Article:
243 vs 257 Roberts


October 14, 2005, 02:30 PM
Help me out here.

I'm looking for a medium weight varmit rifle with an occasional deer thrown in.

The 243 and the 257 Roberts have been bantered about and I need some more input from all the good people on this forum who have had experience with either, or both, of these fine cartridges.

I'm already aware that I would most likely be able to find factory ammo for the 243 at almost any little gas station/convenience store out in the country whereas the 257 Roberts is primarily a 'shoot what you brung' proposition so we can leave that out of the mix.

Thanks for your help.

If you enjoyed reading about "243 vs 257 Roberts" here in TheHighRoad.org archive, you'll LOVE our community. Come join TheHighRoad.org today for the full version!
October 14, 2005, 02:52 PM
My primary deer rifle for mississippi white tail is a remington model 700 ADL in .243. I am thinking about using my Springfield armory M1A for this season, but I would have to use iron sights as I do not have a scope mount for it. Maybe I'll stick with the .243 until I can get more practice in with the M1A.

On topic: I used a .243 to take a 275lb 7 point a few years go. One shot directly through the heart at about 125 meters from a tree stand overlooking a small stream in the middle of a thicket.

I like the .243, very light recoil in a bolt action, probably next to nothing in a semi-auto rifle, good ballistics for short-range small to medium game. I've shot a turkey with that same model 700 in .243. I wouldn't recommend doing that if you want to eat the turkey unless you're a really good shot. I hit it just a few inches below my POA and it made a big mess.

I've never even heard of the .257 roberts until now but I like .243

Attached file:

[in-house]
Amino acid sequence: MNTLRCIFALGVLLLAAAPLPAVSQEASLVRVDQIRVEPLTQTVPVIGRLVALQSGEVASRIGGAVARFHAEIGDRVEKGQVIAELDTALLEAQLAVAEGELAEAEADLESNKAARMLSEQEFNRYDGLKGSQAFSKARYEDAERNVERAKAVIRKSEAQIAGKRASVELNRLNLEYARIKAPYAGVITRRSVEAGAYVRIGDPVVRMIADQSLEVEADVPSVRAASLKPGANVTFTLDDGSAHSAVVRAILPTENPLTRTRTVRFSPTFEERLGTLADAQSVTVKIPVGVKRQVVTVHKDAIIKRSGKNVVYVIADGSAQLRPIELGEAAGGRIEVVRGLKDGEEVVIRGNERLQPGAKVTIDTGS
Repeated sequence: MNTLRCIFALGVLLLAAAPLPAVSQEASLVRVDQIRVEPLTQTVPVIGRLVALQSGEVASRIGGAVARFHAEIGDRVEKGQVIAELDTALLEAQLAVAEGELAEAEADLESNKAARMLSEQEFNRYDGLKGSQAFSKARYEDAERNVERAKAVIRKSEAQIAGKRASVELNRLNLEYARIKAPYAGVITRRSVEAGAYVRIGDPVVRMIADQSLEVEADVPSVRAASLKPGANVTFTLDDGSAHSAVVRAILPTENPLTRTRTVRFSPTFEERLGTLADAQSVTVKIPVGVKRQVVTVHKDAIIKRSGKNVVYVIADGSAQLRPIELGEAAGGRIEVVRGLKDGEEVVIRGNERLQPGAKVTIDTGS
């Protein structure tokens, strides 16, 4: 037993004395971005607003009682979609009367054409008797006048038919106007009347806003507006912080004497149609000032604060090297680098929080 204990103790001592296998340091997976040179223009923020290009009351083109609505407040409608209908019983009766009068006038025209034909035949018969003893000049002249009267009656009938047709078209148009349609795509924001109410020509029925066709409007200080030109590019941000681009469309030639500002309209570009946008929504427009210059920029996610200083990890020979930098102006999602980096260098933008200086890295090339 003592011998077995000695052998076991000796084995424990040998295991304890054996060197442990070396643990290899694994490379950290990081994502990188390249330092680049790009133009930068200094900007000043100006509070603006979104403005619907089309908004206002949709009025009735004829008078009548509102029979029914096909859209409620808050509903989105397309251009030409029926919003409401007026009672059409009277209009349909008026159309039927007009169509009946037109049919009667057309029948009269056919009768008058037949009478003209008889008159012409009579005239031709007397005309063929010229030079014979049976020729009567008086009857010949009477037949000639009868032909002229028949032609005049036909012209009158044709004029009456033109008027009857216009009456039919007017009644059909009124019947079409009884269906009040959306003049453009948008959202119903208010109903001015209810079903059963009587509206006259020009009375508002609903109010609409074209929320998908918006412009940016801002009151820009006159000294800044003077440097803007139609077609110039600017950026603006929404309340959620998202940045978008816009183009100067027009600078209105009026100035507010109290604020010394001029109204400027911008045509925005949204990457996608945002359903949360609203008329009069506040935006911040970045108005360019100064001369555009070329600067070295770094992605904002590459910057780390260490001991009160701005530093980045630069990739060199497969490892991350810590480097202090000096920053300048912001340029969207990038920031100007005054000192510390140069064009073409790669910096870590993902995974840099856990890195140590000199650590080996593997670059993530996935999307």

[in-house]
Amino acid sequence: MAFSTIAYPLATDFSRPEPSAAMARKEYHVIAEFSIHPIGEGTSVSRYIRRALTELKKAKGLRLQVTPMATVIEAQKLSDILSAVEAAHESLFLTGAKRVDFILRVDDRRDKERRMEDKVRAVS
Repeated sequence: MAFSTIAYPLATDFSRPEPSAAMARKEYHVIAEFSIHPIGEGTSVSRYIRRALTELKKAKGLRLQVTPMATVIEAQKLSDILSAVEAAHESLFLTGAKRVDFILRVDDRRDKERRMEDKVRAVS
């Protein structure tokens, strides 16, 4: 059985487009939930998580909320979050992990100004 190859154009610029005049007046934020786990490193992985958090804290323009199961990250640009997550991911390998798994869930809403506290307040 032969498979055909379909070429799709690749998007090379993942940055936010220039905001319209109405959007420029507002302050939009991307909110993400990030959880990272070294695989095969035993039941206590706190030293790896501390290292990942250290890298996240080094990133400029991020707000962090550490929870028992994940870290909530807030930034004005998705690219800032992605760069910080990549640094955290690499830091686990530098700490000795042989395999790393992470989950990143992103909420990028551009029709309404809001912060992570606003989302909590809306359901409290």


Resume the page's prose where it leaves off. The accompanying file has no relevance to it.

October 14, 2005, 03:07 PM
I like them both, but the .257 is very much a loaders gun. If you ever hunt Mulies or bigger I'd go with the .257. If not you will save yourself a lot of hassel with the .243. Or even better get a 22-250 and a 300 mag. I'd make room in my safe for them both.

October 14, 2005, 04:18 PM
You can't go wrong, either way, especially if you are a hand loader. I have a very old Rem 700 in 6mm Remington, which is really just a necked down .257 Roberts. In truth, I think both the 6mm and the Roberts were necked down from the 7mm Mauser.

Great rounds all.

October 14, 2005, 04:41 PM
To put it bluntly, Same Schit, Different Name:D . Either will throw 100GR bullets 3000 FPS, and there is only .014" of diameter difference between them. Get whichever seems more exciting to you.

October 14, 2005, 05:07 PM
To put it bluntly, Same Schit, Different Name:D . Either will throw 100GR bullets 3000 FPS, and there is only .014" of diameter difference between them. Get whichever seems more exciting to you.

When you put it that way, it makes a lot of sense... :D

October 14, 2005, 05:24 PM
I've had real good success with my Ruger 77 Roberts for whitetail using 117 gr. Rem CoreLocs. I would imagine the .243 would be almost as effective. Personal opinion based on personal experience only.

October 14, 2005, 09:58 PM
I've used my .243 that I got as my first hunting rifle, I've shot a few deers to know that it does well. My longest shot was a little over 200 yards and tbullet mushroomed perfectly. I reloaded and I really liked the heavy Nosler BT and the lighter Barnes X bullets in this caliber. Good gun. My wife shot her first 2 deer with it on her first day out hunting within 20 minutes of eachother! Dropped them both in thier tracks.

October 14, 2005, 10:26 PM
Get the best of both worlds; 6mm rem. The 6mm will achieve higher velocities with 55 or 60 grain varmint bullets than the .243, and will equal the performance of the .257 Roberts with heavier projectiles. The 6mm is based on the .257 Roberts case (which was based on the 7x57). So it has both a larger case capacity than the 243 as well as a longer neck, which is advantageous for handloading. And it offers a flatter trajectory than the .257 Roberts. Downside is, the 6mm has about the same commercial availability as the .257. The .243 is much more popular than either. Also, AFAIK Remington and Ruger are the only domestic manufacturers that chamber 6mm rem.